Finishing the last of all the books a particular author has written is bittersweet. It's worse if the author is dead, because there will be no more. But even with a living author, it's bittersweet. You're done discovering now, and just waiting for something new, like everyone else.
In the case of Lisa Jewell, the last, quite randomly, happened to be the first. Ralph's Party was the novel she wrote on a bet, after losing the last in a succession of shitty jobs, and it launched her career.
The book deals with similar themes as most of her other books. Volumes and volumes have been written about the frothy, initial venture into adulthood, which usually winds up looking more like a kid's version of adulthood accompanied by a shitty job. But it seems that there's less about exploring the second phase of adulthood, the one which involves mortgages and babies and responsible jobs. Jewell's books deal with these themes, and with the inherent conflicts and ambivalence that often accompany these life decisions. Many of her characters have a sort of creative and bohemian bent, and don't want to become their parents. Yet, they realize they're getting a bit old to rent grungy apartments, stay out drinking all night, and indulge in random hookups.
Most of these conflicts have a satisfactory, if not totally happy, resolution in Jewell's books. Ralph's Party is no exception. The twin plots in the book are loosely bound together by the fact that the principals all live in the same apartment building. In the basement, the rivaly-friendship of stuffed-shirt Smith and freewheeling artist Ralph is shaken when they acquire a pretty female flatmate named Jem. Above them, long-term couple Siobhan and Karl and trying to sort out their future. Siobhan has not worked in a while, has put on weight, and is feeling at loose ends, old and unattractive. Karl, although still very attracted to his girlfriend, has had an utterly meaningless affair with Cheri from the top floor. His life has also changed with a major job opportunity, making Siobhan feel even more insecure. Cheri is also a factor in the triangle brewing down in the basement, although she doesn't know it -- she's been Smith's unrequited love interest for five years, despite the fact that their most meaningful exchange involved the weather. It's like "Friends," except these people aren't.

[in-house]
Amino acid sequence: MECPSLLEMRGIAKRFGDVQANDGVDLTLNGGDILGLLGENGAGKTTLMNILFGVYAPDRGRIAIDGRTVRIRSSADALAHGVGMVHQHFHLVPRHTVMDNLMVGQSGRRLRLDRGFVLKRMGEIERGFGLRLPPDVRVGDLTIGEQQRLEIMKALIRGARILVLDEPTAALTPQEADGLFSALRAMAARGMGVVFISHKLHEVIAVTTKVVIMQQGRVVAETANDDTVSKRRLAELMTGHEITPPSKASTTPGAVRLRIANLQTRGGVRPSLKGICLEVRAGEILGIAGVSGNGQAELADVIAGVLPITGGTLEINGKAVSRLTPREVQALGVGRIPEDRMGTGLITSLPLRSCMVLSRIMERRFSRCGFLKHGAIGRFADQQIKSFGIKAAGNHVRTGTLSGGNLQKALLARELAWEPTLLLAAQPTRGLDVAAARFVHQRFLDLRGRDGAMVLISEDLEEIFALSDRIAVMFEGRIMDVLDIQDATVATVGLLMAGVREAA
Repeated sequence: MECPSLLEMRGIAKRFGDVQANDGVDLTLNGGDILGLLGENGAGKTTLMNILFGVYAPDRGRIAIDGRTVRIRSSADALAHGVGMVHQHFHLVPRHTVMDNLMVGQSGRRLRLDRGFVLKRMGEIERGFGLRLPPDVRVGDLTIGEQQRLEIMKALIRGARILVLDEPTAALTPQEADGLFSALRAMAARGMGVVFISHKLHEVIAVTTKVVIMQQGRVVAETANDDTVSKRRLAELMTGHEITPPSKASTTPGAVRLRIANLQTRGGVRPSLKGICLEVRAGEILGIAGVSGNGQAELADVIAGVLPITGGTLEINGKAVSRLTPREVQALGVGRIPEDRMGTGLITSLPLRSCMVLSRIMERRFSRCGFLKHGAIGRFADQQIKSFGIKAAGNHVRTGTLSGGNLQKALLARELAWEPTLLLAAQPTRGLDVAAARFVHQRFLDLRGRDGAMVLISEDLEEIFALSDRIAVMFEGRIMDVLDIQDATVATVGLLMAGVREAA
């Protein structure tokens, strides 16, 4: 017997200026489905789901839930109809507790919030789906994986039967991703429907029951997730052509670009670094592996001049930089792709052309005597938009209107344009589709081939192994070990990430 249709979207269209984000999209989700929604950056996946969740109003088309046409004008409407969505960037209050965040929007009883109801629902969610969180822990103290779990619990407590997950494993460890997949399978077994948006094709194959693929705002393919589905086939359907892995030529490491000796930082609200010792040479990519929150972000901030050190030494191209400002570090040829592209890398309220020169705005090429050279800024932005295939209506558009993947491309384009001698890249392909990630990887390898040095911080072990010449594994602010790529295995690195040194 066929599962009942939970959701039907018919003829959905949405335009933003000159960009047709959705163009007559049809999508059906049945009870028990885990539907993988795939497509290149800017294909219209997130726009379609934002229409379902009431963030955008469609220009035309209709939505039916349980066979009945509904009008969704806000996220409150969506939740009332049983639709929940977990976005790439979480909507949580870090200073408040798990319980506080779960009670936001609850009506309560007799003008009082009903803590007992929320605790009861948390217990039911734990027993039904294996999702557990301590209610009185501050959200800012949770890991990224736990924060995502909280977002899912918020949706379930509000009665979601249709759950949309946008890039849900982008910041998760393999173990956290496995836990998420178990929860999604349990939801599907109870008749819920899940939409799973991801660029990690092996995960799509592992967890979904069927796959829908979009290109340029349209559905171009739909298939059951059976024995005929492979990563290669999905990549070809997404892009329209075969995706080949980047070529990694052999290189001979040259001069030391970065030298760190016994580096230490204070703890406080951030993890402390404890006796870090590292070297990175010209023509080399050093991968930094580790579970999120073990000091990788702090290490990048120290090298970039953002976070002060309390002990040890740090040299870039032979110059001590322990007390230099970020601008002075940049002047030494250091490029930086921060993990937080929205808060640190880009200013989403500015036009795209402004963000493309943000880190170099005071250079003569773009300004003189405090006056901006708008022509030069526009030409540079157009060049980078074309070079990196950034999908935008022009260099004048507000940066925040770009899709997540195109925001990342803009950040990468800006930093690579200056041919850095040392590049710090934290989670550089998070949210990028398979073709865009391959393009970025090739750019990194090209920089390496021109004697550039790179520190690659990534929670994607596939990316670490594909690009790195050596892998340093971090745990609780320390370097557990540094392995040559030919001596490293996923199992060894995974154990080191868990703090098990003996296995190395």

I was certain I knew halfway through how both situations would resolve, but I was only half-right. Still, I walked away satisfied, and still, the book had its own forward momentum towards its inevitable conclusion. The one criticism I would have of this book is that two of the characters -- Smith and Cheri -- were severely underdeveloped. Throughout the book, you get long stretches of the perspectives of the other four principals, but almost nothing of these two. In Cheri, I can see the beginnings of Delilah from Thirtynothing. But Delilah was a human being. Cheri is all cold, deadly, selfish beauty and nothing more. Smith? He's just nothing. We learn little of him other than that he's a banker, has been carrying on this fantasy affair with Cheri for five years, and has been friends with Ralph since high school.
But, hey. Jewell was just starting out with this book. Since then, her books have gotten better, her plots have gotten more creative, and her characters have gotten deeper and more original. All of her successive books are crammed to the gills with interesting folk, who have big dreams, make stupid mistakes, and who you ultimately want to see happy. I can forgive a couple of cardboard cut-outs in her first time out. I just hope she's working on something new now!